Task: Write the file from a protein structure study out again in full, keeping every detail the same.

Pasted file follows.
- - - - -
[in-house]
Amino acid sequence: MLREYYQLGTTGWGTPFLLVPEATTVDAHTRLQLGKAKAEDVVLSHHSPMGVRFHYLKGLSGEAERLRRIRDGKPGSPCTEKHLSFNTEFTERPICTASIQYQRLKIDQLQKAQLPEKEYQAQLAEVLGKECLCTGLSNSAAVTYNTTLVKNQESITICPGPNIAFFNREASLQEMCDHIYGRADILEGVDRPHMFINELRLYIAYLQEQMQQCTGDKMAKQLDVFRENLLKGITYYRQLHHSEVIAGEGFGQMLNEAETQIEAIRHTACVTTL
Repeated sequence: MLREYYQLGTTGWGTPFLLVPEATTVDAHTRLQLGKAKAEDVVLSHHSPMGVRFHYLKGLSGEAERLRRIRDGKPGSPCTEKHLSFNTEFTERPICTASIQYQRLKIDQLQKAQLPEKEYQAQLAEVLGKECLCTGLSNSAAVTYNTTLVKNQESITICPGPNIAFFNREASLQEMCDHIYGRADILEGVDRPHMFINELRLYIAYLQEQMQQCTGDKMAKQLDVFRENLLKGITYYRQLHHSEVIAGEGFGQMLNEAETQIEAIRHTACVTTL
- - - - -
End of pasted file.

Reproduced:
[in-house]
Amino acid sequence: MLREYYQLGTTGWGTPFLLVPEATTVDAHTRLQLGKAKAEDVVLSHHSPMGVRFHYLKGLSGEAERLRRIRDGKPGSPCTEKHLSFNTEFTERPICTASIQYQRLKIDQLQKAQLPEKEYQAQLAEVLGKECLCTGLSNSAAVTYNTTLVKNQESITICPGPNIAFFNREASLQEMCDHIYGRADILEGVDRPHMFINELRLYIAYLQEQMQQCTGDKMAKQLDVFRENLLKGITYYRQLHHSEVIAGEGFGQMLNEAETQIEAIRHTACVTTL
Repeated sequence: MLREYYQLGTTGWGTPFLLVPEATTVDAHTRLQLGKAKAEDVVLSHHSPMGVRFHYLKGLSGEAERLRRIRDGKPGSPCTEKHLSFNTEFTERPICTASIQYQRLKIDQLQKAQLPEKEYQAQLAEVLGKECLCTGLSNSAAVTYNTTLVKNQESITICPGPNIAFFNREASLQEMCDHIYGRADILEGVDRPHMFINELRLYIAYLQEQMQQCTGDKMAKQLDVFRENLLKGITYYRQLHHSEVIAGEGFGQMLNEAETQIEAIRHTACVTTL